Sunday, January 31, 2016

The Gordian Knot of asset allocation and why investors need alternatives

There is a Gordian Knot with asset allocation as we move into 2016. The problem is simple but fundamental to all asset allocation this year. If interest rates are going higher, what happens if stocks do not go higher. Moving out of bonds and not stocks may not protect principal.  The premise on switching between these two assets classes is based on the negative relationship between stock and bonds that have existed for a fairly long time albeit not guaranteed. Investors are in a difficult situation of the negative correlation does not exist in 2016.

The 2016 assumption is that the Fed will normalize rate and we will thus see higher rates across the yield curve. The higher rates are based on expected higher inflation and higher growth. If there is higher growth, there will be an expectation for higher earnings based on higher sales which will boost stock prices. Similarly, there will be higher inflation if there is a higher growth. Because earnings are adjusted with inflation, equities will be a better asset or hedge if there is inflation. The result is a negative correlation between stock and bonds. If you don't like bonds, you should like stocks. If you cut your bond exposure, then you should increase stock exposure. But what if this relationship does to hold?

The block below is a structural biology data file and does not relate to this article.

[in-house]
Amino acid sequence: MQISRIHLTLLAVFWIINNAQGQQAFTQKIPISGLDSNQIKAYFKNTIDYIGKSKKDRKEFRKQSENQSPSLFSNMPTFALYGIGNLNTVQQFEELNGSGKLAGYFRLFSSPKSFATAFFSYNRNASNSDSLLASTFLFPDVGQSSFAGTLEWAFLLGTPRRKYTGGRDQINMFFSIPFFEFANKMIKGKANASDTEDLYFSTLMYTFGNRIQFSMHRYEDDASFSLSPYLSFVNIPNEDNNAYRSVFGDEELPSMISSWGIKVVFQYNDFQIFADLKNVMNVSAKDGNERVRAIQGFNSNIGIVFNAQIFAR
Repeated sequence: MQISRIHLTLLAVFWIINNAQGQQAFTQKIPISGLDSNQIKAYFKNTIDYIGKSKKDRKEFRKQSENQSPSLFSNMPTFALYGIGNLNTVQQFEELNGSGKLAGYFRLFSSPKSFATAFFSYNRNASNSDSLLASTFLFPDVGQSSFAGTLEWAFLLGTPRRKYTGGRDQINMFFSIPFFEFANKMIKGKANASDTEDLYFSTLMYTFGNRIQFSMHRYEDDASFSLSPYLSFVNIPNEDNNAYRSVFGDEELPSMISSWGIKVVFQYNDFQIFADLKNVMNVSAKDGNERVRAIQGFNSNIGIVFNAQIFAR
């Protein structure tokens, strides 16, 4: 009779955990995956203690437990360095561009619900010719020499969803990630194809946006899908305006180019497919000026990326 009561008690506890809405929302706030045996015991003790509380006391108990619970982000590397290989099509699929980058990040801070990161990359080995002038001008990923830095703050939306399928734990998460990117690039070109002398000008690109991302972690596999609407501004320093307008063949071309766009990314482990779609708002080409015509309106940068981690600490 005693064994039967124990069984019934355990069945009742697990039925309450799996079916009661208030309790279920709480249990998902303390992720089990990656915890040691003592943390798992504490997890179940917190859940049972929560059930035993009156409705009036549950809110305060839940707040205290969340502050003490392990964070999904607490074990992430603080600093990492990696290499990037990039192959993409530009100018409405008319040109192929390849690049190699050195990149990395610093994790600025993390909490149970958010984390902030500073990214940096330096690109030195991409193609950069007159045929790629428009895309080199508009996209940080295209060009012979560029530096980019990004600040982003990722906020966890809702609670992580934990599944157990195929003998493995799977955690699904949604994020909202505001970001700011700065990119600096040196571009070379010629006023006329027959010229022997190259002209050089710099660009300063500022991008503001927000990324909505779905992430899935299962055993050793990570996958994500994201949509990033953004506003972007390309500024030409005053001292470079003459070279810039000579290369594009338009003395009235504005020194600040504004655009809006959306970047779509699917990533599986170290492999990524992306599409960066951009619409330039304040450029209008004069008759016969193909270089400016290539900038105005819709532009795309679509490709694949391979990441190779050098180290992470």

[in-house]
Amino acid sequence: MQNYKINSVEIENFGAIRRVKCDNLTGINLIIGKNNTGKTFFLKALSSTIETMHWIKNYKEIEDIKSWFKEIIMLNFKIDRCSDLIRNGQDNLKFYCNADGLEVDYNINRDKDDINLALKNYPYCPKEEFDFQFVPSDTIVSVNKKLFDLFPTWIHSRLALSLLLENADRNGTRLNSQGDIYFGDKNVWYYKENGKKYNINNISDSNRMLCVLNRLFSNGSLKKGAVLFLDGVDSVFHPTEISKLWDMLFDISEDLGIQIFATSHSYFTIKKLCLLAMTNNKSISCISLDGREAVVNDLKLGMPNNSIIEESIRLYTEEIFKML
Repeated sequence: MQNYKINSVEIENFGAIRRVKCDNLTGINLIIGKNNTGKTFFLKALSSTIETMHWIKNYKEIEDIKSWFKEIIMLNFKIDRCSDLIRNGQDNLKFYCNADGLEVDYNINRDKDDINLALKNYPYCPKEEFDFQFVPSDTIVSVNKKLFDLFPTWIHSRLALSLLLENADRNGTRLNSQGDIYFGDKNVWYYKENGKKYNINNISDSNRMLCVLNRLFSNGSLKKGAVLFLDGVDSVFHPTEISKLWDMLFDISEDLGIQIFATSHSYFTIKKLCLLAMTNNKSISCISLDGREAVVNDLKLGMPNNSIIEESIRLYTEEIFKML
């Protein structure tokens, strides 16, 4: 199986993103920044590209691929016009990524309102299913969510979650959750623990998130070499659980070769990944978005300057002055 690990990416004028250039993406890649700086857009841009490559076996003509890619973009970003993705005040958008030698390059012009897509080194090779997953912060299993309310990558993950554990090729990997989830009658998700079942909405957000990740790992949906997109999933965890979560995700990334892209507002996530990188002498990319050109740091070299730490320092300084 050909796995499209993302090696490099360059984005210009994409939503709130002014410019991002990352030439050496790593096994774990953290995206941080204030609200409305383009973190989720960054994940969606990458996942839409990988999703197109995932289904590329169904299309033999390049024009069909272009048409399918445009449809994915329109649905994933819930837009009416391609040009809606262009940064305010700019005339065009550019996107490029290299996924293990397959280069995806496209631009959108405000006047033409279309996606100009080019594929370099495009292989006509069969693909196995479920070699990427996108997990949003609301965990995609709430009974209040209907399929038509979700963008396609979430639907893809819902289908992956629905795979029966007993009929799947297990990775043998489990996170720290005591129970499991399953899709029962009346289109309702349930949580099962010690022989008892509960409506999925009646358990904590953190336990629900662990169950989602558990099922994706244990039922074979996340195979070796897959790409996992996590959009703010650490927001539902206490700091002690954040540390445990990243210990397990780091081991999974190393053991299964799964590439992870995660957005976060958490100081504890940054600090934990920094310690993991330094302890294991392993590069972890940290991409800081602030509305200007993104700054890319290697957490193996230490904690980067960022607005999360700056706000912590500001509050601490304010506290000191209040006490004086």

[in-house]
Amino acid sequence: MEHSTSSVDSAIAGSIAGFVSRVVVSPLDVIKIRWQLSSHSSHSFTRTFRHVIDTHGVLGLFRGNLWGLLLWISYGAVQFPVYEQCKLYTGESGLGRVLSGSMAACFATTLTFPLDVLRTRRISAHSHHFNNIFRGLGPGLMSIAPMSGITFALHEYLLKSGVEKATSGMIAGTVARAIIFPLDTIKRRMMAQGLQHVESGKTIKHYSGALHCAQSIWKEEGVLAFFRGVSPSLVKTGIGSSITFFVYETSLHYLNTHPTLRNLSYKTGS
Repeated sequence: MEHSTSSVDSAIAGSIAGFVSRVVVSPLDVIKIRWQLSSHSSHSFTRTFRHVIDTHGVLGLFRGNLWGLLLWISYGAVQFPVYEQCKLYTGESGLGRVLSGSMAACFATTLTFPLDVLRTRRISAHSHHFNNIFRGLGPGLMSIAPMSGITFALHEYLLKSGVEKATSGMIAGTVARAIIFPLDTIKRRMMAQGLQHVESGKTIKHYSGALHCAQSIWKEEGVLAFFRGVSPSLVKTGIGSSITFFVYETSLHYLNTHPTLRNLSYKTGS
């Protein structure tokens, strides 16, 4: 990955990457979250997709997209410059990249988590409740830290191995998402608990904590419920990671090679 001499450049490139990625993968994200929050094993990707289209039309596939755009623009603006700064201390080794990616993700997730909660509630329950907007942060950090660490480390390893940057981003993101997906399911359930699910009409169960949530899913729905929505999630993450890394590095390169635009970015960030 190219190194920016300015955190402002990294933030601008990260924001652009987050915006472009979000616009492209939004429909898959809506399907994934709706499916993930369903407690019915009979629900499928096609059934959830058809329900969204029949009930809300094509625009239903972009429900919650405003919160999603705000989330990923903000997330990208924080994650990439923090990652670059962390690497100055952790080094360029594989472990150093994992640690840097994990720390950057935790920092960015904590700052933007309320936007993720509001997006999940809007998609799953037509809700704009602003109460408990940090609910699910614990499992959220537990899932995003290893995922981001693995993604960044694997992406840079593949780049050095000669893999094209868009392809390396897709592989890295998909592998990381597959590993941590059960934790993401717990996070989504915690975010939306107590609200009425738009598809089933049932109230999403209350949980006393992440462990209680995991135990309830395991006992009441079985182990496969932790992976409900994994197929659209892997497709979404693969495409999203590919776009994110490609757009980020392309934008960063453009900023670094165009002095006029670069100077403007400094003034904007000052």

How do you protection principal and reduce risk if the negative correlation between stocks and bonds does not hold in 2016. You are stuck in a horrible investment situation if rates rise and stocks fall.  This is easily possible if the risk premium on bonds increases even though there is no further economic growth. It is possible the Fed raises rates in a bad economic environment. The only solution to this problem is to find non-correlated assets to stocks and bonds. You have to find alpha generators. 

Alternatives serve as the solution to this two asset class allocation knot problem. This is why the recent JP Morgan Institutional Investors 2016 Survey shows the largest net change in alternative allocation decisions going to global macro. 16% of survey participants expect to add to this strategy.  Unconstrained long/short beta can get around the problem of changing asset class correlations. This knot solution is why there has been continued interest in alternatives even though there has been significant under-performance relative to hedge fund return targets. 

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